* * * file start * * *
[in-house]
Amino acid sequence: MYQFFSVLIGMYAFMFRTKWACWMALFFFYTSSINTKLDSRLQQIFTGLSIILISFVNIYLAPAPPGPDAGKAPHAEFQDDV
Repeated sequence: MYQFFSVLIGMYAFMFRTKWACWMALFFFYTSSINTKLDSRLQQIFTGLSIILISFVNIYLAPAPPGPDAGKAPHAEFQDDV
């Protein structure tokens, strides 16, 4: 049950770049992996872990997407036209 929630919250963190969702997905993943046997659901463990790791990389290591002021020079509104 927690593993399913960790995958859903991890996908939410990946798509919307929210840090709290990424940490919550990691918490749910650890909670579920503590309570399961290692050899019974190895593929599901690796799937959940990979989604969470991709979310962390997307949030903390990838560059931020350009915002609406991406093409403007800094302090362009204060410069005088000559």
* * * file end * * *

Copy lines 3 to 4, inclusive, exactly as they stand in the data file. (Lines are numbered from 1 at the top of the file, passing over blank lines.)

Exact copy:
Repeated sequence: MYQFFSVLIGMYAFMFRTKWACWMALFFFYTSSINTKLDSRLQQIFTGLSIILISFVNIYLAPAPPGPDAGKAPHAEFQDDV
């Protein structure tokens, strides 16, 4: 049950770049992996872990997407036209 929630919250963190969702997905993943046997659901463990790791990389290591002021020079509104 927690593993399913960790995958859903991890996908939410990946798509919307929210840090709290990424940490919550990691918490749910650890909670579920503590309570399961290692050899019974190895593929599901690796799937959940990979989604969470991709979310962390997307949030903390990838560059931020350009915002609406991406093409403007800094302090362009204060410069005088000559």